My own experience as an intermediate piano student in Czechoslovakia was also a turning point for me. I had a teacher, whose grandmother had been a friend of Rachmaninoff. She was extremely strict and demanding, and would never let even the tiniest imperfection of performance escape at a lesson. Often I went home from my lesson in despair because I thought I would never achieve her impossible standards. And then, one day at my lesson, just as I had made up my mind that piano wasn't for me, one of her other students came in, and she had me play for him. And after I finished, she told him, "See how beautifully and musically she plays!" At that second, I knew that my beloved teacher wasn't unhappy with my failings; she had been doing her duty in pushing me to achieve as much as I could.
Teachers are especially important in this regard. I teach music today, and it's my job to realistically examine the strengths and weaknesses of each student individually, and help teach them to play to their strengths and overcome their weaknesses. Not every student will succeed--those singers who can't develop, for whatever reason, the ability to match a pitch will not become opera stars. It's also my duty as their teacher to help the students who won't make it as singers find the appropriate outlet for their drive: perhaps music journalism, management, music librarianship, or one of the other over 1500 professions in the music industry that do not require performing or teaching. Those that have or can develop the basic abilities, while I can't turn them all into stars, I can help set them on their path through giving them the basic skills. And yes, every lesson, I tell every student, "That's not good enough; do it this way instead." And once in a while, I say, "Well done!"
Nurture Shock and its Theoretical Underpinnings from Vygotsky
Encouraging someone, when a little examination will show that they cannot develop the necessary skills, is bad for everyone. Let's be realistic: not everyone is suited, physically, mentally, or emotionally for every single profession in the world. One literally cannot be "anything they want to be." However, by helping someone find their way in a field they are drawn to, even if their first goal is unrealistic, we can nurture people's passions and encourage their development. Rather than telling everyone "Great job!", let teachers educate and show realistically where improvement is necessary. Your three-year-old's drawings are not great art, and we should not treat them as if they were. But if your three-year-old child loves to draw, take them to the art museum or look through an art book, get a book on drawing technique and practice together, and help them develop the discernment that will help them to succeed.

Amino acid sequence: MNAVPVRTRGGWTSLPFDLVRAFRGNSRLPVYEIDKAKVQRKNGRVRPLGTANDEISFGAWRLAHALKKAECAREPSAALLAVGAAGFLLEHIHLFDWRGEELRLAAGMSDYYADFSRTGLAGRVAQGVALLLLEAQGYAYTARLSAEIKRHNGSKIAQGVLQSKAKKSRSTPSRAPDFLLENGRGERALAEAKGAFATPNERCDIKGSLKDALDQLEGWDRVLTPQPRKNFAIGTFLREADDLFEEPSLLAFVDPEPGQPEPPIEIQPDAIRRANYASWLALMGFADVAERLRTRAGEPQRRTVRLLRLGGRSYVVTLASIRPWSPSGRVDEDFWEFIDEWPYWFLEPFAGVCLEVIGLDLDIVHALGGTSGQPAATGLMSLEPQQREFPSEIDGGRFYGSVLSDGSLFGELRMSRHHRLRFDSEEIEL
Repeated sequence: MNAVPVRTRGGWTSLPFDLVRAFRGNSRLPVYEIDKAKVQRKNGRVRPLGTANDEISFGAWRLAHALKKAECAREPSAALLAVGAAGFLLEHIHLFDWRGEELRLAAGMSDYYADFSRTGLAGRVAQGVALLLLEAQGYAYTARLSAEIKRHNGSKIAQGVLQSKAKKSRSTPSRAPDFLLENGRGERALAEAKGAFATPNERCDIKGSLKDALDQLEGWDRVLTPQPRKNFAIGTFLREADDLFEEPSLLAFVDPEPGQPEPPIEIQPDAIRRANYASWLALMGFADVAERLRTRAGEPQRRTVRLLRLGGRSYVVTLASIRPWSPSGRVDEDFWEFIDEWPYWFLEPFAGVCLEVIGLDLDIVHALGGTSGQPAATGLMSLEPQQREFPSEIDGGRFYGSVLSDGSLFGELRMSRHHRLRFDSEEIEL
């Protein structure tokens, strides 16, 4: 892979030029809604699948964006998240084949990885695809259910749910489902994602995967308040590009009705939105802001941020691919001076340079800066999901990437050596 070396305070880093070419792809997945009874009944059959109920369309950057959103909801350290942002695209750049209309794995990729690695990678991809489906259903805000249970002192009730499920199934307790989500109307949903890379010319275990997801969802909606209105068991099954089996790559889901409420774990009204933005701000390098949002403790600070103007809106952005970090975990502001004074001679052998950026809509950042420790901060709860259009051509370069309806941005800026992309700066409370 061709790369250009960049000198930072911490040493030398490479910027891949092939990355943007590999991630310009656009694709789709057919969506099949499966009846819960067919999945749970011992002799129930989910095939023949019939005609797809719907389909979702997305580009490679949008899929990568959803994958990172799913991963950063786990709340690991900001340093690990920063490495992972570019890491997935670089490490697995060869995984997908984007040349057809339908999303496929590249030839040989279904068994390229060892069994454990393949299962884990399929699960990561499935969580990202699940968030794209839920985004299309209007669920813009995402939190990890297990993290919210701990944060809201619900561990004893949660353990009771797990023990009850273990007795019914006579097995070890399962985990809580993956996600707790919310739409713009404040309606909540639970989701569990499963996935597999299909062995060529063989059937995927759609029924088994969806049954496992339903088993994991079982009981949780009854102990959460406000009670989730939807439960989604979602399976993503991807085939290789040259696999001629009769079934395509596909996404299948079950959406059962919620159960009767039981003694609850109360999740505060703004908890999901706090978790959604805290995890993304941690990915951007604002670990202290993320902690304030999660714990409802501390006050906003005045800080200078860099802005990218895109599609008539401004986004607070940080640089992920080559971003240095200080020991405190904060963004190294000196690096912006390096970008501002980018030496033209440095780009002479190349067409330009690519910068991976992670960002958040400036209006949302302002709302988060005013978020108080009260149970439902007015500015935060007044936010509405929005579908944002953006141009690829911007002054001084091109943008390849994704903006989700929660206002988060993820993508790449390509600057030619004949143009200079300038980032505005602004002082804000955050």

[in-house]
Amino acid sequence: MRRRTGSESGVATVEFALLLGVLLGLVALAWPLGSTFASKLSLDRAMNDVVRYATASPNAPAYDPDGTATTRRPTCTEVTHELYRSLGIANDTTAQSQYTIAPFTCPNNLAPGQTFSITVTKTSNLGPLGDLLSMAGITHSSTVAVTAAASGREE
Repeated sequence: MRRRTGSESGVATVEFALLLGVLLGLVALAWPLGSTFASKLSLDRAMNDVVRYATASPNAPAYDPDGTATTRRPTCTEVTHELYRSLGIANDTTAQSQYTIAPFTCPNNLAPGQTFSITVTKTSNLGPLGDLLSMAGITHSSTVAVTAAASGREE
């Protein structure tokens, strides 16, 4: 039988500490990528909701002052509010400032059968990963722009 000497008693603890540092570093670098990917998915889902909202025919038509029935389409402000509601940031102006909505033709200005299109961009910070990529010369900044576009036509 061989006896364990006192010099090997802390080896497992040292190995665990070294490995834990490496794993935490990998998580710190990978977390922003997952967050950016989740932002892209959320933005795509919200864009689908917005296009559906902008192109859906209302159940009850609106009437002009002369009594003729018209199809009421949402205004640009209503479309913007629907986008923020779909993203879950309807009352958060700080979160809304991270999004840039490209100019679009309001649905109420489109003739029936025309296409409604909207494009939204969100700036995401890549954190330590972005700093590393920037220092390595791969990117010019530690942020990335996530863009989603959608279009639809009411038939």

Our teachers should be aware that not everyone has the talent, drive, or necessary ability to succeed in every single subject. Rather, teachers should find a way to focus to their students' strengths and to help them overcome their weaknesses. Not every student in a gymnastics class, for example, can (or should) do every exercise; but anyone can improve their skills of balance.
What about Self-Esteem?